An update on Just Group plc

An update on Just Group plc

I recently posted to Twitter that I have been torched on my Just Group plc (LON: JUST) position so far:

with apologies to the Bank of England (also it’s CP13/18, not 3/18)

I recently pitched Just Group to a sophisticated investor with experience in complex financials and had the idea shot down pretty quickly (“too hard”). While that should serve as a warning to others considering investing here, this article is a reflection of the work I’ve done on Just so far and is part of my learning process. If I’m wrong I’ll just have to eat it.

So, while it is uncomfortable posting further work on a buy idea that just got shot down in front of me, here it is:

The bear case for Just Group:

The balance sheet:

Property growth assumptions and the impact of lower future growth:

Historical property price growth in the UK:

The risks are clear – you have a company forecasting solid future housing price growth in the middle of what are likely elevated housing prices fuelled by lower cost of credit. As an amateur looking from the outside, from a big picture perspective in a world of rising rates, I would guess there is something like a 70%-80% probability that this 4.25% per annum housing price growth estimate is too optimistic over the next ~3-5 years.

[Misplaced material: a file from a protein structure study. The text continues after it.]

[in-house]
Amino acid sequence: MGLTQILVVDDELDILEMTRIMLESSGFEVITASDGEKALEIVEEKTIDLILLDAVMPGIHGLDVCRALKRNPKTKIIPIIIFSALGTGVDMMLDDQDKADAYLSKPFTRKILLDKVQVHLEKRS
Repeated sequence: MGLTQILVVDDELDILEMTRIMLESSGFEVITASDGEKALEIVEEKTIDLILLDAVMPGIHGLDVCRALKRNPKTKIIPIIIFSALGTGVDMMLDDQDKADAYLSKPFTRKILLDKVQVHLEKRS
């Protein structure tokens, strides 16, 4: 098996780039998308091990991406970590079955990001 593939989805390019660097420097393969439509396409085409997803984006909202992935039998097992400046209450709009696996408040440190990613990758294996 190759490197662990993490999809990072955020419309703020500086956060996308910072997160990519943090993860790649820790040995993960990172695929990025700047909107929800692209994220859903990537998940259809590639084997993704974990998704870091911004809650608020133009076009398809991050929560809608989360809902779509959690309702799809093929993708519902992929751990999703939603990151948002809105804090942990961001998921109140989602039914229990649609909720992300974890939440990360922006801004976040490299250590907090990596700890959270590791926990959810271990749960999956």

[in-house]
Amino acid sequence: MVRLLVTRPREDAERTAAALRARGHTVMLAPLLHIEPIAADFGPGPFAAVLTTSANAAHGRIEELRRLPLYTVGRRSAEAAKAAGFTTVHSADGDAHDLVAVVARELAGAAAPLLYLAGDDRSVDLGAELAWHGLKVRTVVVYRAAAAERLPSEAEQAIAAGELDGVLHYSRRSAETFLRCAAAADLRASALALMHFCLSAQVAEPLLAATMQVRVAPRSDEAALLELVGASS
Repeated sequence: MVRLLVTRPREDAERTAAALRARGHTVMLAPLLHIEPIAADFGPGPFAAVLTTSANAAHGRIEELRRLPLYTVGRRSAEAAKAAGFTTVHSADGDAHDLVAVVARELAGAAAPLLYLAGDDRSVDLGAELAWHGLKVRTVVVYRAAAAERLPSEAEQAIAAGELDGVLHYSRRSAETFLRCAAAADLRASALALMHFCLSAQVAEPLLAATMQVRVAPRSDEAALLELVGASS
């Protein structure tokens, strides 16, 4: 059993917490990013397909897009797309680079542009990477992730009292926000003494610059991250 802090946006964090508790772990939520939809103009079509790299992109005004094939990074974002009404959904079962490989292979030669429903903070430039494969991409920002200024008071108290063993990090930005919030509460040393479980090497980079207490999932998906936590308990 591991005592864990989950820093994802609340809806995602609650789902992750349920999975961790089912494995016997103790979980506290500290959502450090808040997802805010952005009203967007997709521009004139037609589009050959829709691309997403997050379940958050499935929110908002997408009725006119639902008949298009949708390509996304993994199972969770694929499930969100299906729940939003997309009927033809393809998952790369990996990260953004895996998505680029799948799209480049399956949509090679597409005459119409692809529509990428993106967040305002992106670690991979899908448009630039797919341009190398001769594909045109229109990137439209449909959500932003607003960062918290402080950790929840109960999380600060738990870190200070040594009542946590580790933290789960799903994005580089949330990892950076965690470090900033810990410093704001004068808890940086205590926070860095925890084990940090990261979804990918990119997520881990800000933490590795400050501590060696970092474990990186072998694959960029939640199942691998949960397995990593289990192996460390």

I have always mentally assumed the likely downturn scenario for Just Group was a property crash over a couple of years followed by a return to growth in housing values. A recent speech from April 2018 I read from the BoE showed me that was a flaw in my thinking. An alternative scenario is a Japan-like stagnation where house prices fall or stagnate over the long term. This would lead to risks to insurers as:

” Low loan-to-value ratios mean the short-run risks to insurers are limited. They can ride out a property market crash as long as the market subsequently recovers. But loan-to-value ratios increase over time unless house price growth keeps pace with the rate at which interest is accruing. So what you have is a sort of race to the value of the property illustrated by Chart 3. The time it takes for the value of the loan to exceed the value of the property will be governed by: the interest rate charged (higher is more risky), the loan-to-value ratio (higher is more risky), house price inflation (lower is more risky) and the age of the borrowers (younger is more risky).”
“First, simple projections suggest that equity release mortgage books could face difficulties in scenarios of flat, as well as falling, nominal house prices. Second, UK experience is that although house prices do diverge across regions, they tend to move in the same direction. So insurers might not be able to diversify away the risk to any significant extent. Third, the experiences of, for example, the Japanese property market between 1990 and 2010 and the Italian property market between 2007 and 2017 show that it is possible for house prices in an advanced economy to fall over a period of decades (Chart 6). “